The Large Allen Cognitive Level Screen as an indicator for medication adherence among adults accessing community mental health services

Cairns, Alice, Hill, Cathy, Dark, Frances, McPhail, Steven, & Gray, Marion (2013) The Large Allen Cognitive Level Screen as an indicator for medication adherence among adults accessing community mental health services. The British Journal of Occupational Therapy, 76(3), pp. 137-143.

View at publisher

Abstract

Background: Medication remains the cornerstone treatment for mental illness. Cognition is one of the strongest predictors of non-adherence. The aim of this preliminary investigation was to examine the association between the Large Allen Cognitive Level Screen (LACLS) and medication adherence among a small sample of mental health service users to determine whether the LACLS has potential as a screening tool for capacity to manage medication regimens.

Method: Demographic and clinical information was collected from a small sample of people who had recently accessed community mental health services. Participants then completed the LACLS and the Medication Adherence Rating Scale (MARS) at a single time point. The strength of association between the LACLS and MARS was examined using Spearman rank-order correlation.

Results: A strong positive correlation between the LACLS and medication adherence (r = 0.71, p = 0.01) was evident. No participants reported the use of medication aids despite evidence of impaired cognitive functioning.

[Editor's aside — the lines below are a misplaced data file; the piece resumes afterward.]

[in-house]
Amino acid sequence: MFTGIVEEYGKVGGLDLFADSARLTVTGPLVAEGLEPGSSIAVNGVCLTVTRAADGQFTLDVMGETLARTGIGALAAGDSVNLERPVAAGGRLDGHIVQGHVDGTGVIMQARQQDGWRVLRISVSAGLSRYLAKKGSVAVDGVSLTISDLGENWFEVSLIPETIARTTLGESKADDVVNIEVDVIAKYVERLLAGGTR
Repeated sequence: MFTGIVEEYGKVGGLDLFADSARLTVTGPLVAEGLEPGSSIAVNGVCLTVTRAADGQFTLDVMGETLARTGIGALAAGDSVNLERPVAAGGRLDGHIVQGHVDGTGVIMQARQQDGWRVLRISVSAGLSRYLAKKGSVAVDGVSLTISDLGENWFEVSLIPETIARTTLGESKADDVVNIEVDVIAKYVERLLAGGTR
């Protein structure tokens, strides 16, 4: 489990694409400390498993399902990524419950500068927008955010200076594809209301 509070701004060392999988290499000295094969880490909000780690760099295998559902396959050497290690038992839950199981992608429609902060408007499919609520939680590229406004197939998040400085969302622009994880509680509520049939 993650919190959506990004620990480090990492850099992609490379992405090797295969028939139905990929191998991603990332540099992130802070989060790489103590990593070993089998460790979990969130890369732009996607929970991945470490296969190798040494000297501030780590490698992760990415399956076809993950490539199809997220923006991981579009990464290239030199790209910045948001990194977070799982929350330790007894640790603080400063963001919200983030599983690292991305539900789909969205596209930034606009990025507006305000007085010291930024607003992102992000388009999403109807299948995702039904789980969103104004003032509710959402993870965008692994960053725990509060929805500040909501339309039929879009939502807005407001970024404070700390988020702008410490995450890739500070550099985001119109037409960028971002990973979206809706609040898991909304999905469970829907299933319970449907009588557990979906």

Conclusion: This investigation has provided the first empirical evidence indicating that the LACLS may have utility as a screening instrument for capacity to manage medication adherence among this population. While promising, this finding should be interpreted with caveats given its preliminary nature.

Impact and interest:

0 citations in Scopus
Search Google Scholar™

Citation counts are sourced monthly from Scopus and Web of Science® citation databases.

These databases contain citations from different subsets of available publications and different time periods and thus the citation count from each is usually different. Some works are not in either database and no count is displayed. Scopus includes citations from articles published in 1996 onwards, and Web of Science® generally from 1980 onwards.

Citations counts from the Google Scholar™ indexing service can be viewed at the linked Google Scholar™ search.

ID Code: 61916
Item Type: Journal Article
Refereed: Yes
Keywords: Cognition, Medication adherence, Mental disorders, Occupational therapy, Correlation study
DOI: 10.4276/030802213X13627524435180
ISSN: 1477-6006
Subjects: Australian and New Zealand Standard Research Classification > MEDICAL AND HEALTH SCIENCES (110000) > CLINICAL SCIENCES (110300) > Rehabilitation and Therapy (excl. Physiotherapy) (110321)
Australian and New Zealand Standard Research Classification > MEDICAL AND HEALTH SCIENCES (110000) > PUBLIC HEALTH AND HEALTH SERVICES (111700)
Australian and New Zealand Standard Research Classification > MEDICAL AND HEALTH SCIENCES (110000) > PUBLIC HEALTH AND HEALTH SERVICES (111700) > Mental Health (111714)
Divisions: Current > QUT Faculties and Divisions > Faculty of Health
Current > Institutes > Institute of Health and Biomedical Innovation
Current > Schools > School of Public Health & Social Work
Deposited On: 20 Aug 2013 00:26
Last Modified: 17 Jan 2014 03:44

Export: EndNote | Dublin Core | BibTeX

Repository Staff Only: item control page